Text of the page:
Saturday, November 13, 2010

Irrationality - our default state?

We at Sounds-Write have long puzzled over why it is that government minsters, literacy specialists, college professors and whatnot aren't utterly and completely persuaded by the results we get with our programme. In our longitudinal study on over fifteen hundred pupils being taught using Sounds-Write throughout Key Stage 1, over ninety percent were within six months of their chronological age on a properly normed and standardised spelling test, a very good measure we thought of how literate they were.
What was even more amazing about these results is that they weren't cherry-picked. We took all the data teachers from a wide number of schools across the country gave us. Where the programme was being implemented with great fidelity the results were more impressive still: in one school 98% of children (forty-nine out of fifty pupils) scored above their chronological age on the test.
However, as the New Scientist points out in its latest issue (13 November 2010), 'for believers in rationality, the modern world is often a frustrating and bewildering place'. Why? Because quack superstitions, beliefs and irrational remedies are thriving and a 'cold-eyed blend of objectivity, data and logic' is just not sufficient. The editorial argues that 'human beings are not wired for logic'.
Whenever I run a training for teachers, I always bear in mind the late Jeanne Chall's dictum: twenty-five percent of trainees will embrace the ideas and the methodology presented with enthusiasm and implement the programme with absolute fidelity; fifty percent will also implement the programme, except that they will be unable to resist bringing in ideas and approaches they've always clung on to even when they run counter to the new approach; and, twenty-five percent either won't, for all sorts of reasons, implement the programme, or they'll do it so badly that it doesn't work.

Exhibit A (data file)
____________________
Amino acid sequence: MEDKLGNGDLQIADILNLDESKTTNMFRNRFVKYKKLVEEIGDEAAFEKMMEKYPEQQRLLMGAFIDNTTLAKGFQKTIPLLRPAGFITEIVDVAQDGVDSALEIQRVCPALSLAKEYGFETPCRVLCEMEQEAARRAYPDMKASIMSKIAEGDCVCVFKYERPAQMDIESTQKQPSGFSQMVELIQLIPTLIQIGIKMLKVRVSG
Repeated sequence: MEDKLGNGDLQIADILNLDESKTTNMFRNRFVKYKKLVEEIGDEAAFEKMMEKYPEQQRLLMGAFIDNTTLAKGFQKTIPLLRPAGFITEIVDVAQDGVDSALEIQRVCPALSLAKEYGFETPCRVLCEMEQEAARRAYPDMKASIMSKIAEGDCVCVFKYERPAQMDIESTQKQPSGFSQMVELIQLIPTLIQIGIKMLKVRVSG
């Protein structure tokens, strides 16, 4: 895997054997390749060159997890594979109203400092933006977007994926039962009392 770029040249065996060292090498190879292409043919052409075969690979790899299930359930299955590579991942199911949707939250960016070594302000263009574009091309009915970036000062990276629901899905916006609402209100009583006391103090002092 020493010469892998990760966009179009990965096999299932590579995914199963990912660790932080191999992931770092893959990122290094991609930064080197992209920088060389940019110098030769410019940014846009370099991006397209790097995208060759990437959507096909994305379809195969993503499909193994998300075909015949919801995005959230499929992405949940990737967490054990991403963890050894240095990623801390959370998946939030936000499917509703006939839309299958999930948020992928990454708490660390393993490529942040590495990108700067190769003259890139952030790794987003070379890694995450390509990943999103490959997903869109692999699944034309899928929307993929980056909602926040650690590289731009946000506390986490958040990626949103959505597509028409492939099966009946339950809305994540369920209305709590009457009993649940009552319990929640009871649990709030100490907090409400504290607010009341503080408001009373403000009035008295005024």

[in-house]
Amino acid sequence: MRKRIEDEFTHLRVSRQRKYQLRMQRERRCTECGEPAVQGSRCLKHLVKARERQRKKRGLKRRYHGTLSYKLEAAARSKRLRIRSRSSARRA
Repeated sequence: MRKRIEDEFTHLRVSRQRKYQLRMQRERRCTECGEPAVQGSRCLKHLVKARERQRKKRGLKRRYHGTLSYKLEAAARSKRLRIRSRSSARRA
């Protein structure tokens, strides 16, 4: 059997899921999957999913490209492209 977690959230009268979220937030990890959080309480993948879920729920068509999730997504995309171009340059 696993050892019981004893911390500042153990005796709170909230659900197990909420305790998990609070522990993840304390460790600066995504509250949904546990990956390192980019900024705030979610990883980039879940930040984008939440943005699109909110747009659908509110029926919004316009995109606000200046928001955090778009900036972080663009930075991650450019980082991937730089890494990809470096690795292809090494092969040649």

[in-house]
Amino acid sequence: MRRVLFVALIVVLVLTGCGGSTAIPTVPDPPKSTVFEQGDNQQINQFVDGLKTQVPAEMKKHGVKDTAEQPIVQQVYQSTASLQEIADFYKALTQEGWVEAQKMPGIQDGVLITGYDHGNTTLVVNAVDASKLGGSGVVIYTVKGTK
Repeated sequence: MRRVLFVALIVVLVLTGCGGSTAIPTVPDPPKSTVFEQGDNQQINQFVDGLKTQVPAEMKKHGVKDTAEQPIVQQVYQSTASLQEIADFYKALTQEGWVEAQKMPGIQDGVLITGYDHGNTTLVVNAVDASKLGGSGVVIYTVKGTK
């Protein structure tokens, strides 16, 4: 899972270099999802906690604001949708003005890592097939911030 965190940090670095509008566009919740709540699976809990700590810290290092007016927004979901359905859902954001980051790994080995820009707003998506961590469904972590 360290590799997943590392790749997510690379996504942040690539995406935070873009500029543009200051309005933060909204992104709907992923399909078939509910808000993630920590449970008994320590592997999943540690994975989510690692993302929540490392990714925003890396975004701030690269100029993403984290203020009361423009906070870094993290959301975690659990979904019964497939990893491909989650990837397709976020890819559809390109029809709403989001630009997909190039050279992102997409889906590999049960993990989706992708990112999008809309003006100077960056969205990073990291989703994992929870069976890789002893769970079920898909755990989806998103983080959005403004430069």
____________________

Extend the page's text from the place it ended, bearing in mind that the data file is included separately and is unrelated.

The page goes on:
H Rider Haggard explained it very well in his introduction to Allan Quatermain over a hundred and thirty years ago; but that's another story.

2 comments:

Anonymous said...

Dear John, Great stuff as ever. But now you've got me wondering what it was that Rider Haggard explained so well? Do please share!

John said...

Hi Anon,
This is a bit tongue in cheek but the words from Rider Haggard I had in mind were the following:
'Man's (sic) cleverness is almost infinite, and stretches like an elastic band, but human nature is like an iron ring. You can go round and round it, you can polish it highly, you can even flatten it a little on one side whereby you will make it bulge out upon the other, but you will NEVER, while the earth endures and man is man, increase its total circumference. It is the one fixed unchangeable thing – fixed as the stars, more enduring than the mountains, unalterable as the way of the Eternal.
Human nature is God's kaleidoscope, and the little bits of coloured glass which represent our passions, hopes, fears, joys, aspirations towards good and evil and what not, are turned in His mighty hand as surely and certainly as it turns the stars, to fall continually into new patterns and combinations. But the composing elements remain the same, nor will there be one more bit of coloured glass nor one less for ever and ever.'
It's a bit of a mixed simile/metaphor and the appeal to an Almighty probably had as much to do with the fact that Haggard had just lost his only son, Jock, in childhood, as anything, but life does seem to be a little like he says sometimes.